Erin Horáková

The Charming Home

ISSUE 88 | MAGIC | JUL 2018

J. Wortley Axe, equid skulls, 1905

The history of human habitation in Britain is simultaneously a history of domestic charms. For over a millennium, marks, architectural decoration, and hidden objects worked together to enrich homes and to protect them from both quotidian and exceptional threats. Charms were installed during the building process and maintained and refreshed throughout a structure’s habitation, thus marking out the shared communal life of a home, which usually outlasted the family that had built it. These approaches rely in turns on display and secrecy, thus revealing the seeming contradictions at the heart of domestic magic. “Charm,” in the many senses of the term, is best understood as a network of related phenomena, all of which draw strength from a series of binary oppositions: threat and comfort, public and private, cajoling seduction and violent force. Attempting to reconcile these contrasts is impossible, but more than that, it’s beside the point. Charm is a series of practices, affects, and relations generated by playing with and traveling between such antitheses, a way of negotiating oppositions and a mode of working in the world, expressed in magic, literature, and interaction. In looking into the history and governing logics of domestic magic, we gain valuable insights into the lived experience of people in the past. More than that, we begin to apprehend key aspects of the world we occupy today, and our own behaviors, both of which are still shaped by this inheritance.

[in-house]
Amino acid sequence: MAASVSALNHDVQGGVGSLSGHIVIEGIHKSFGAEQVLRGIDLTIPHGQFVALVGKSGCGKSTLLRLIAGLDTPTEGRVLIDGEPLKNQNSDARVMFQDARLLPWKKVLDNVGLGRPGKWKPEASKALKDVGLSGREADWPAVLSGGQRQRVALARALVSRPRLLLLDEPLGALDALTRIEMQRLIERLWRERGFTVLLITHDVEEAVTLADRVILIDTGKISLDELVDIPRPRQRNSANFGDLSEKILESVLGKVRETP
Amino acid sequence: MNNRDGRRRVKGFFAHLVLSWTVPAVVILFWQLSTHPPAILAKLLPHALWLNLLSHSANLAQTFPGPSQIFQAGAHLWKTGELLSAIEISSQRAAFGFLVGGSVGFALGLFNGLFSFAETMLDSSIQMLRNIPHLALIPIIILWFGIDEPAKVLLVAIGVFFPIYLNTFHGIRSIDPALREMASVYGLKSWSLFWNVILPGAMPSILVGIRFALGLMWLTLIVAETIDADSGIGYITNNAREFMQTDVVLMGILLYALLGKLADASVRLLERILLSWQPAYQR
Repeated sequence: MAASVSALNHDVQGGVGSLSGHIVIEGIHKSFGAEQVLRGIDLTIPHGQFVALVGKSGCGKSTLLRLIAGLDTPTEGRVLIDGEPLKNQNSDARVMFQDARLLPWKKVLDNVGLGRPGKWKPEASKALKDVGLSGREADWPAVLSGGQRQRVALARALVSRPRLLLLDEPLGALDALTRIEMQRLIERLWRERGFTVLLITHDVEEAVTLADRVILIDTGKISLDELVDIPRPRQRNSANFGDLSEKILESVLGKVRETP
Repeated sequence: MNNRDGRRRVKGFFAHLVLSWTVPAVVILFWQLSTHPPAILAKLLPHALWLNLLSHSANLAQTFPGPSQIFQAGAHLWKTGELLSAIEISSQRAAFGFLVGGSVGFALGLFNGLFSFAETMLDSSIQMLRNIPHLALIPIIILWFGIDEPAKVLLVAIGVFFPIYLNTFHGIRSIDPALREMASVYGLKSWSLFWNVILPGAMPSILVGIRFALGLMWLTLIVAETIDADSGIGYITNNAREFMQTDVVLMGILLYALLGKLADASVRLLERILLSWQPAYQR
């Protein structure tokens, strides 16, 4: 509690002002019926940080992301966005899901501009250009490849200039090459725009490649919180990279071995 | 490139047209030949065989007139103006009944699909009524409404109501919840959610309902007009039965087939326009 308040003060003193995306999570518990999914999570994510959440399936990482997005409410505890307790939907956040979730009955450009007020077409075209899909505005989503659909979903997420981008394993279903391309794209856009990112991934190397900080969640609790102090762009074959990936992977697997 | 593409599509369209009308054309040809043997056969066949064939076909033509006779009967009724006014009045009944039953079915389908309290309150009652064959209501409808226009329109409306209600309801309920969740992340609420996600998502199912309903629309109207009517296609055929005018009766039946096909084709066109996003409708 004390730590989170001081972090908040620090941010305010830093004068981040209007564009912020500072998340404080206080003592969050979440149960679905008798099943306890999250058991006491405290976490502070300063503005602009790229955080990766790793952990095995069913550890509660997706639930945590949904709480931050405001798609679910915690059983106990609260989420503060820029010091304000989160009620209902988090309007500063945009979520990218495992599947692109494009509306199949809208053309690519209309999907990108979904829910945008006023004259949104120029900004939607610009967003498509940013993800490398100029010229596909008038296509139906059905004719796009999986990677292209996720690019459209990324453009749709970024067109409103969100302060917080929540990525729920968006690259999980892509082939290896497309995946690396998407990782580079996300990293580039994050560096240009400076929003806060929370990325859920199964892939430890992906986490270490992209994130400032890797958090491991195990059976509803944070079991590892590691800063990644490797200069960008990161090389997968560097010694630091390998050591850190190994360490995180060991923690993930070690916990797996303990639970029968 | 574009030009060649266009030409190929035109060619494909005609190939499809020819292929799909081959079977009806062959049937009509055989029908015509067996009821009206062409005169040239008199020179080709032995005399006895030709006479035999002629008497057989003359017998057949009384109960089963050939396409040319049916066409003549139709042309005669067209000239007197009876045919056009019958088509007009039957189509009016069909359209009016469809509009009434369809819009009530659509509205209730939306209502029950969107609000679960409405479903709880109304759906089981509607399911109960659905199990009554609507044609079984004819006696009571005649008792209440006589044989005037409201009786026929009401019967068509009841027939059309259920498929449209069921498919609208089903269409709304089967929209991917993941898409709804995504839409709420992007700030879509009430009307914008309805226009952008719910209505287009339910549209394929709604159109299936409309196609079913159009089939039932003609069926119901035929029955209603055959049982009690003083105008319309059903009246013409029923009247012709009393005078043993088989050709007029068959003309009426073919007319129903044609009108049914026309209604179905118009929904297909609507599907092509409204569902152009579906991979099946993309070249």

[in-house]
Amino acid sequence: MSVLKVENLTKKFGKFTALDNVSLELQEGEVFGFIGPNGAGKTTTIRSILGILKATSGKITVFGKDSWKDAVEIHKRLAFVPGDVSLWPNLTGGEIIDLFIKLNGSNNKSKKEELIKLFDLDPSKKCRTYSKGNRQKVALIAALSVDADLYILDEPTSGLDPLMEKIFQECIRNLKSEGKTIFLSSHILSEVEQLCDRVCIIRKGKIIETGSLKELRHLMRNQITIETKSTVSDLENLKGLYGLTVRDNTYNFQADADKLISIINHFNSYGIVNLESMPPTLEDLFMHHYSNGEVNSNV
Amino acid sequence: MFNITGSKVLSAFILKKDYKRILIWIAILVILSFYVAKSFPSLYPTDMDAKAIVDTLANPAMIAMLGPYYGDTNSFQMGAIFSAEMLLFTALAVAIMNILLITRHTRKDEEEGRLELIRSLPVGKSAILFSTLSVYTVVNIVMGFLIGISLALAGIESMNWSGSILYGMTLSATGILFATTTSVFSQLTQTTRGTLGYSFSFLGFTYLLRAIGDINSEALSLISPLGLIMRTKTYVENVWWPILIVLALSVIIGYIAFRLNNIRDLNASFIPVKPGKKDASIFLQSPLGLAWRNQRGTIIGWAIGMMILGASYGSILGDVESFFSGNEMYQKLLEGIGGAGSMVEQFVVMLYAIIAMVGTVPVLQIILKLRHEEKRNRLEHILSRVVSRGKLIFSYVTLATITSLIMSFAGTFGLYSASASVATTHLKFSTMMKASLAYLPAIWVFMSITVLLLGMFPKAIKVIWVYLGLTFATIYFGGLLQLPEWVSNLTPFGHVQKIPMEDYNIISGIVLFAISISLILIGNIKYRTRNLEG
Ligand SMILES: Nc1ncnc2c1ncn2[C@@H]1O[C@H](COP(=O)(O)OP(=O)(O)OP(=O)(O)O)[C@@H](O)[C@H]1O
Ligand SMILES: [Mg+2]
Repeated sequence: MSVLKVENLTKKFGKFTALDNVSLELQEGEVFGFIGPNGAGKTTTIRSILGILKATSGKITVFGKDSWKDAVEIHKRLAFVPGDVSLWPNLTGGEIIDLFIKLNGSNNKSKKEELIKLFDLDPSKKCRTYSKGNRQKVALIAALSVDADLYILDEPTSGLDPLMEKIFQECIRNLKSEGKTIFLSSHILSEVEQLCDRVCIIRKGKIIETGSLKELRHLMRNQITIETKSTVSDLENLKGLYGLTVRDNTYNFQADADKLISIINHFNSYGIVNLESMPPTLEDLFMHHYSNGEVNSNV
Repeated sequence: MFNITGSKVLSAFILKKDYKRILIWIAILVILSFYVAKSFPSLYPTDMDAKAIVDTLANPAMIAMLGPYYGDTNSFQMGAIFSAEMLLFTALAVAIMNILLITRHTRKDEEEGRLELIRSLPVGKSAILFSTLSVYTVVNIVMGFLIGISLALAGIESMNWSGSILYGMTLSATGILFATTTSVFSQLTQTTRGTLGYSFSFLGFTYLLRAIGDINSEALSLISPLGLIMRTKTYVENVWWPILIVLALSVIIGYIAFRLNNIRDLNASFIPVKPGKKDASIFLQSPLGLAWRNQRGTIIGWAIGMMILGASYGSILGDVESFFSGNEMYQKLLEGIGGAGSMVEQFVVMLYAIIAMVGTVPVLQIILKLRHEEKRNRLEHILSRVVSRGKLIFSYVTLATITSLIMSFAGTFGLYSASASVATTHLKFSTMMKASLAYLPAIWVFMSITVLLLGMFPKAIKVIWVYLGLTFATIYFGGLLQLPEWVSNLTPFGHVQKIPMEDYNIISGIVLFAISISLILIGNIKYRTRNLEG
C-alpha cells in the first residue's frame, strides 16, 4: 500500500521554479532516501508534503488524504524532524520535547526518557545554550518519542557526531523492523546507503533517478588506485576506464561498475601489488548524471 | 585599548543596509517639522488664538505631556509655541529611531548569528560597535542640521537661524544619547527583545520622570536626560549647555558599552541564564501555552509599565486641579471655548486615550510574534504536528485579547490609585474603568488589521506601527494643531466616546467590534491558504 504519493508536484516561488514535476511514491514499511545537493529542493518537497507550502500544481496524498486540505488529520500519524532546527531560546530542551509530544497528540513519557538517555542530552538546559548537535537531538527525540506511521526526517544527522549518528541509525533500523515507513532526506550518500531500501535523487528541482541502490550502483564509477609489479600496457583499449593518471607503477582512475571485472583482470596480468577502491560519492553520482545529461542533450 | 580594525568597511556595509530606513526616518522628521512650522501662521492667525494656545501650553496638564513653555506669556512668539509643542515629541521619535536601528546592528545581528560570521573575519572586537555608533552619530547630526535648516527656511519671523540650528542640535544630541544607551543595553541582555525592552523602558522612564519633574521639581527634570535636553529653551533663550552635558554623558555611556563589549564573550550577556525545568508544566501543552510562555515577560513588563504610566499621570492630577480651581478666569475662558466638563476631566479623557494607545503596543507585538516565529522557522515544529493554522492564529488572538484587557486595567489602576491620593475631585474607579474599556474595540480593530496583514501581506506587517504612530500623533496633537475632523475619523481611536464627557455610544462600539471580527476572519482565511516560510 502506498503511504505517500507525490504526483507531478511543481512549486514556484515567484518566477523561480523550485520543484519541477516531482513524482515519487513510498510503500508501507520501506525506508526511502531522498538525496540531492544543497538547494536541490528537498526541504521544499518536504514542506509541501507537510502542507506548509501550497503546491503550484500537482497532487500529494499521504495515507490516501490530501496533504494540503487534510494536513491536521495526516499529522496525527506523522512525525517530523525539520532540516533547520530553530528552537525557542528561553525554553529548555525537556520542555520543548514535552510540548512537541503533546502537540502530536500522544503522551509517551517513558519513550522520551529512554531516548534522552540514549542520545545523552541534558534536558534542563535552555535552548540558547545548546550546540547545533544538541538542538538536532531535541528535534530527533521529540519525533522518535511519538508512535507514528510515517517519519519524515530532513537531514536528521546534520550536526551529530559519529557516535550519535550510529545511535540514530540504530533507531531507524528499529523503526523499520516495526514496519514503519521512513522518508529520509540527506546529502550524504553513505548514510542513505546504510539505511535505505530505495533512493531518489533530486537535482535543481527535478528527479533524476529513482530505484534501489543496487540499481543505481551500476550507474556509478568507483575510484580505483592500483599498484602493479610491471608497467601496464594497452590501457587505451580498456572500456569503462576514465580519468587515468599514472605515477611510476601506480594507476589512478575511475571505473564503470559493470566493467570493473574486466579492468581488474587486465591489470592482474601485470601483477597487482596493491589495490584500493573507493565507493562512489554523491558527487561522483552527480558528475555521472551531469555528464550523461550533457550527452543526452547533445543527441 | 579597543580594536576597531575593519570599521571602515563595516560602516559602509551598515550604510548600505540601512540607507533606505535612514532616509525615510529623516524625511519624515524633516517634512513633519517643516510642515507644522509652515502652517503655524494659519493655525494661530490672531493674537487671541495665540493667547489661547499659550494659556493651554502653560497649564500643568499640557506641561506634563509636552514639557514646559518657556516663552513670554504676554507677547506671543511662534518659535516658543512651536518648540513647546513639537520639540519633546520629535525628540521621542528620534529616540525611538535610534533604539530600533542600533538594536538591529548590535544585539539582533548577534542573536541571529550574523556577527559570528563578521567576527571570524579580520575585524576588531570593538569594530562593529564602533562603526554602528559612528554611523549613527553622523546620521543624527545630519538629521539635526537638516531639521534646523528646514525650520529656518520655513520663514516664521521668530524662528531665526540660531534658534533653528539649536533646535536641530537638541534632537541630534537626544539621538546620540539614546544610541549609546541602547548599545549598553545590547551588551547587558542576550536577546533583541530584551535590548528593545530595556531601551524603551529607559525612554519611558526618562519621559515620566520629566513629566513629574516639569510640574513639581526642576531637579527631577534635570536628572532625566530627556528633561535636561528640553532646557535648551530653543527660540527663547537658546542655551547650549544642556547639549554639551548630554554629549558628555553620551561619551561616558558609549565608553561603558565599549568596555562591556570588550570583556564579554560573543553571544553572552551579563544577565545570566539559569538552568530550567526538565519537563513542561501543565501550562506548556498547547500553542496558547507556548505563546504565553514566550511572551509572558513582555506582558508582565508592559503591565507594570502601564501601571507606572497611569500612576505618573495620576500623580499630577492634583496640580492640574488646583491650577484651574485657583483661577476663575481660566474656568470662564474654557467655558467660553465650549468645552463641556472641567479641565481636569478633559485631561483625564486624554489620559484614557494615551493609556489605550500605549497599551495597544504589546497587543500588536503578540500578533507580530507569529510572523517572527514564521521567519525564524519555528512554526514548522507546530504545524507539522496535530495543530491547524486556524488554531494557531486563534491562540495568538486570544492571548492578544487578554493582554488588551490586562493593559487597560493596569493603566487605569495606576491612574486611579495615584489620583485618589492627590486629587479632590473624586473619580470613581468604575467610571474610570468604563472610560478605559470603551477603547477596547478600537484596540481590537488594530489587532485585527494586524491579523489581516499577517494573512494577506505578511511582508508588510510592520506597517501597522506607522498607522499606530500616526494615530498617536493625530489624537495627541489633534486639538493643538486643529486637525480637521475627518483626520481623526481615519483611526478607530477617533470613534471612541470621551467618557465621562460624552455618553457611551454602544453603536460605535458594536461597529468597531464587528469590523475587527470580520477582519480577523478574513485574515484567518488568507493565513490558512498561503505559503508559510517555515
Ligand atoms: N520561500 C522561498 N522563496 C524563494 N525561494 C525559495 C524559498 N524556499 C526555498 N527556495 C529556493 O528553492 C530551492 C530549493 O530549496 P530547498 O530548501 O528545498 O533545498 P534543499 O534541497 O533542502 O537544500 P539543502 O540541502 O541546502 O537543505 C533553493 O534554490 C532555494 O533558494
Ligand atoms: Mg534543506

Making magical symbols is a form of marking territory, but we shouldn’t necessarily understand this as a boastful or aggressive act, and what there is of boasting may simply be the forced bravado of David standing against Goliath. We think of magic as unbridled, wild, and anti-social, but for medieval and early modern people charms could be viewed as a means of domestication. Domestic magic was a significant part of what made a building a civilized communal space distinct from wilderness—what made a house a home. James Wright reminds us that “during the medieval and early modern periods, graffiti was not necessarily a transgressive act. It was a physical rendering of the psychological experience expressing the hopes, fears and desires of ordinary people.”1 If you were uneasy, troubled, or simply being prudent, making a graphic charm was a practical response to possible threats or difficulties as well as an act of self-soothing. People carved out, sometimes quite literally, a place of safety for themselves. We find Marian symbols scrawled in bedrooms intended for kings and servants alike, as well as in dark caves. According to Wright, the owners of high-status homes like the Queen’s House at the Tower of London and the King’s Tower at Knole, Kent, piled on the pentagrams and other protective marks.2 More was more, as with charms on a bracelet, and besides, different sorts of marks all ‘worked’ slightly differently.

Mesh patterns acted as demon traps intended to create an endless line which would arouse the curiosity of the evil spirit, leading it to want to find the end of the line—thus becoming trapped by the grid, which literally pinned the malefactor to the wall. Compass-drawn designs, such as the hexfoil or triskele, also relate to the unbroken line which an evil spirit could not pass. The hexfoil is a very ancient symbol which can be found dating back at least 2,000 years, and although its Christian ecclesiastical use seems to have died out in the late medieval period, continuity occurred in domestic settings.3